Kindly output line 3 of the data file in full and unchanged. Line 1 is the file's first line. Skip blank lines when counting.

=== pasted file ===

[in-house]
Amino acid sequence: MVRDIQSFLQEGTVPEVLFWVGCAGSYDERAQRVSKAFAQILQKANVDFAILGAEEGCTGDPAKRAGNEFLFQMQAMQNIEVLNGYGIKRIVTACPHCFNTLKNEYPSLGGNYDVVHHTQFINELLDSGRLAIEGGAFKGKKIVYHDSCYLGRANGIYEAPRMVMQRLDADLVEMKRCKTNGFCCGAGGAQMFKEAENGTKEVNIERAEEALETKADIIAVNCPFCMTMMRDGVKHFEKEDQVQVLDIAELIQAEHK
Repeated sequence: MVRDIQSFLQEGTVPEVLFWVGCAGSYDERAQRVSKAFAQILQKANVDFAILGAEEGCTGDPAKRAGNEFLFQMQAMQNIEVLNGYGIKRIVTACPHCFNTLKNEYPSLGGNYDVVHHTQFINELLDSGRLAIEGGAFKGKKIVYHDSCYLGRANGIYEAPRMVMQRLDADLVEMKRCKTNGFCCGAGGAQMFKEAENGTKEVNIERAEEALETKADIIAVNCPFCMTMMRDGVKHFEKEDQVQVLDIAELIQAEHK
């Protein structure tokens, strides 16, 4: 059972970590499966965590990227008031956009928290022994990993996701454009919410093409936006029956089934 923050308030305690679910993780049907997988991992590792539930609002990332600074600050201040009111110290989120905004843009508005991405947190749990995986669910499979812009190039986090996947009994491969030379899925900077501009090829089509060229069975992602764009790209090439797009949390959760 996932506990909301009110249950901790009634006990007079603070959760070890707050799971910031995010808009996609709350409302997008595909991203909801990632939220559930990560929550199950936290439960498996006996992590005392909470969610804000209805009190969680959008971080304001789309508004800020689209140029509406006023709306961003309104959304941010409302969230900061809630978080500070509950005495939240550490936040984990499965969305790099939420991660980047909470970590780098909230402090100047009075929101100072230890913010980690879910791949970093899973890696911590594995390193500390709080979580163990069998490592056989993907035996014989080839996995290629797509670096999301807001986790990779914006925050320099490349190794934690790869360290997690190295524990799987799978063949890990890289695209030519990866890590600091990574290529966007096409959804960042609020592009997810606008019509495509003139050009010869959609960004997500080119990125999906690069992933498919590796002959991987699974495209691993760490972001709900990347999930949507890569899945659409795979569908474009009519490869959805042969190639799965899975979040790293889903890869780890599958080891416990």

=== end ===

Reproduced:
Repeated sequence: MVRDIQSFLQEGTVPEVLFWVGCAGSYDERAQRVSKAFAQILQKANVDFAILGAEEGCTGDPAKRAGNEFLFQMQAMQNIEVLNGYGIKRIVTACPHCFNTLKNEYPSLGGNYDVVHHTQFINELLDSGRLAIEGGAFKGKKIVYHDSCYLGRANGIYEAPRMVMQRLDADLVEMKRCKTNGFCCGAGGAQMFKEAENGTKEVNIERAEEALETKADIIAVNCPFCMTMMRDGVKHFEKEDQVQVLDIAELIQAEHK